Celebrating Inchworm

    Celebrating Inchworm

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    When Inchworm’s remains were finally found, you can imagine the struggle for words among her friends and family. After all, she had mysteriously vanished in the woods two years prior.

    You can just see the listless hugs; hear the awkward whispers:

    “She died doing what she loved.”

    It’s one of those phrases that, at a time of grief, comes easy and can also ring hollow. But for lack of more apt and succinct homilies, the old saying still serves when someone perishes—unexpectedly, yes, and, I will add, nobly—while pursuing a passion.

    Geraldine Largay really did die doing what she loved. She’s the 66-year-old Appalachian Trail hiker who in 2013 lost the trail in the dense woods of Maine, sent a series of heartbreaking and fateful text messages, and ultimately died of exposure and starvation after 26 or so days. Her body was discovered two years later. However, comprehensive details of her disappearance, as compiled by the Maine Warden Service, were only released recently—late May 2016.

    You can read the New York Times account of the tragedy here.

    I’ve read many stories and hundreds of comments about Geraldine’s death. Most of the written reactions are suitably respectful. People are disturbed and touched by her messages, particularly the most haunting of them all: “When you find my body, please call my husband George and my daughter Kerry,” she wrote. “It will be the greatest kindness for them to know that I am dead and where you found me—no matter how many years from now.”

    The second-most common theme among commenters pertains to the very real perils of backcountry travel. Those remarks contain a lot of “tsk-tsking,” as prudent hikers remind us all that we have to take the wilderness seriously. We need to be prepared. We can’t rely solely on cellphones or GPS. We should have old-fashioned topo maps and a compass, and know how to use them. We should have fire-starting materials, and the wherewithal to employ them to signal our location.

    No disagreement here.

    Then there’s a third strain of commentary, one of quiet disbelief that translates as, “What on earth was a 66-year-old woman doing out there alone?”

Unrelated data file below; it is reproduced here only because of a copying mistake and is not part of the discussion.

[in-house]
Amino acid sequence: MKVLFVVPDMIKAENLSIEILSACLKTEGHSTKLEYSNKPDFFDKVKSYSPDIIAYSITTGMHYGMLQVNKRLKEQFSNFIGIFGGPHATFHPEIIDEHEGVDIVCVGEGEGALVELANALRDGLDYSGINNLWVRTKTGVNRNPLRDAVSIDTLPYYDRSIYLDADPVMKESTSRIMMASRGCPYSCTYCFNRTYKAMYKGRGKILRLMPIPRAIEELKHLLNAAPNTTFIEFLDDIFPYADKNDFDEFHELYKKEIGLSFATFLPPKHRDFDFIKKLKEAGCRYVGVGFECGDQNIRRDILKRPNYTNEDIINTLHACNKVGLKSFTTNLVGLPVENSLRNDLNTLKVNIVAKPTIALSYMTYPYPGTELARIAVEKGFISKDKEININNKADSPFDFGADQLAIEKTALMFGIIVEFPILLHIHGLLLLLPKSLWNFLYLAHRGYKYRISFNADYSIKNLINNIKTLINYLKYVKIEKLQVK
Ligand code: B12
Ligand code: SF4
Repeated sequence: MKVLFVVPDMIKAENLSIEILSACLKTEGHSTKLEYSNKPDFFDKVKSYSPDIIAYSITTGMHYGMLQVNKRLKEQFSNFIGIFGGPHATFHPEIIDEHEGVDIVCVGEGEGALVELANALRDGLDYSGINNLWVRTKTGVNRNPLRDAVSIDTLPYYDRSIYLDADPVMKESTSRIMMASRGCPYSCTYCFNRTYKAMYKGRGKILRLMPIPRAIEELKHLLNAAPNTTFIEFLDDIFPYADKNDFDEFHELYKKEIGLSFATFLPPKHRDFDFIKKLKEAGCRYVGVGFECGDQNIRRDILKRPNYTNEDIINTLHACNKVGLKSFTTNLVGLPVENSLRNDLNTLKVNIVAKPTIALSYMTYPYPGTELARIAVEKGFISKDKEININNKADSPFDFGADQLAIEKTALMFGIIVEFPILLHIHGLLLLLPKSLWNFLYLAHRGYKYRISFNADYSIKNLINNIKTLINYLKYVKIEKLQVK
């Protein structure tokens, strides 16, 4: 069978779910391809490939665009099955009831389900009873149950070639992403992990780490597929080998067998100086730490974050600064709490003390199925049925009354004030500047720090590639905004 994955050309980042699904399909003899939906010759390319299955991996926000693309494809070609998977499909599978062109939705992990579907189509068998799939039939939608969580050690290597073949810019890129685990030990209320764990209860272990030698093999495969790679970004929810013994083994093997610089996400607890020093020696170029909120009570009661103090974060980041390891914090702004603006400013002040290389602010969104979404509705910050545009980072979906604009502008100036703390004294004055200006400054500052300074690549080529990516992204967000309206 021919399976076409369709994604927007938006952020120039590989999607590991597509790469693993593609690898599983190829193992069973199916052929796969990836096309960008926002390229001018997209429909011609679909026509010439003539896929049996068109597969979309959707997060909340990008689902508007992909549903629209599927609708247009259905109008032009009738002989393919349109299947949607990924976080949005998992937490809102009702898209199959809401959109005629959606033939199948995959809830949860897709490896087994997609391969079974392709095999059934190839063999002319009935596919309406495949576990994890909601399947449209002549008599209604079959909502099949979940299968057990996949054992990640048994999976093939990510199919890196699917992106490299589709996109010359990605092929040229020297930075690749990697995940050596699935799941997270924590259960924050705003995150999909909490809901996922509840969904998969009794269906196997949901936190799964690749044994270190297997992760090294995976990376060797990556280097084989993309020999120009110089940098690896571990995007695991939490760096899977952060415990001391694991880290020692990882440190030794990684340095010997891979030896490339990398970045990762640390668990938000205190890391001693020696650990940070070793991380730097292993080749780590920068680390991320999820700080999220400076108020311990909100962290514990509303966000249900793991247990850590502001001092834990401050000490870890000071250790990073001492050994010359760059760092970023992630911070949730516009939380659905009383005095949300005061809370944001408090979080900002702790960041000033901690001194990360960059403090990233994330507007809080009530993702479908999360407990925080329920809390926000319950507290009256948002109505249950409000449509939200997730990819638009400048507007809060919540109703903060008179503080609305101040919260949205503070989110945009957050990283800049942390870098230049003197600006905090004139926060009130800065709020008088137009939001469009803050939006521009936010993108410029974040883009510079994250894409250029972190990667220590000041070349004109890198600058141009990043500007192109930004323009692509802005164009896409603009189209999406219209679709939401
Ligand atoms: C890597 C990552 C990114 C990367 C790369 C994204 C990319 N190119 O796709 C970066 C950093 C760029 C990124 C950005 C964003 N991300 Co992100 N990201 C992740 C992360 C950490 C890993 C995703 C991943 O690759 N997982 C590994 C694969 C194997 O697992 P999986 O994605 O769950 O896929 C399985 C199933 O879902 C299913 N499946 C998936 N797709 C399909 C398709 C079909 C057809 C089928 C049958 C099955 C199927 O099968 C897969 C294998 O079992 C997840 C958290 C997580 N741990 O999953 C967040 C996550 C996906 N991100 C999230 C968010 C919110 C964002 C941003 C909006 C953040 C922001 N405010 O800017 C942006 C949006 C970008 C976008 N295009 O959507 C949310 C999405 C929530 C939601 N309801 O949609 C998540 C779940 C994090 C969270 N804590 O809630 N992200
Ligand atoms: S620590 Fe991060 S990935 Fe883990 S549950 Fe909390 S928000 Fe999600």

That’s what I want to address. The impression that Geraldine was irresponsible, and uncaring for her husband and daughter. That she was somehow a sobering example of hubris run amok.

    What was she doing out there, an aging speck of life on that 2,100-mile trail, all alone? As she saw it, Geraldine was living her life completely. And I will only celebrate that.

    Hubris? Come on. Her self-adopted trail moniker was Inchworm. She chuckled at her slow pace. But it was a pace that carried her more than 900 miles along that wild and beautiful path. Largay’s husband, by the way, regularly ferried supplies to her. He was obviously onboard for her adventure.

    What revelations she must have savored along the way! How many times did her heart soar when she reached the apex of a mountain pass and looked out across a universe cloaked in dense firs and hardwoods? How many times did she sit beside a mountain stream and feel utterly at peace? How many songs of birds did she listen to, while most of us remained insulated inside of our cubicles or cars?

    “Look how beautiful it is,” she’d once told her part-time hiking companion, referring to a rising sun piercing the morning mist. She apparently lingered at the sight even as her friend was eager to get moving.

    I think that Geraldine Largay is an inspiration to masters athletes. I like to think that I am her, every morning—when I click into my pedals for a solo workout, or lace up my shoes for a trail run. When I beat a well-worn path on my favorite mountain biking route, or hike up to Strawberry Peak and look out at the awesome San Gabriels. Every single ride, run, or hike I take, I marvel at the beauty of the world, and feel gratitude for having the fitness level to do what I do.

    I’m only a few years younger than Geraldine. I don’t imagine heading off alone on a long thru-hike, but I have my own versions of hiking the AT, my own goals, my own passions. I fully understand and embrace the impulse that motivated her to take on the Appalachian Trail alone. It’s not that I’m out to prove anything. I don’t think she was either. She had likely already proven all she needed to. She was simply living her life fully.

    And so I remain resolved to do the same, and am happy to celebrate Geraldine Largay. I believe she will indeed rest in peace precisely because she was doing what she loved. I’m saddened by Inchworm’s death, and deeply gladdened by her life.

    She died doing what she loved.

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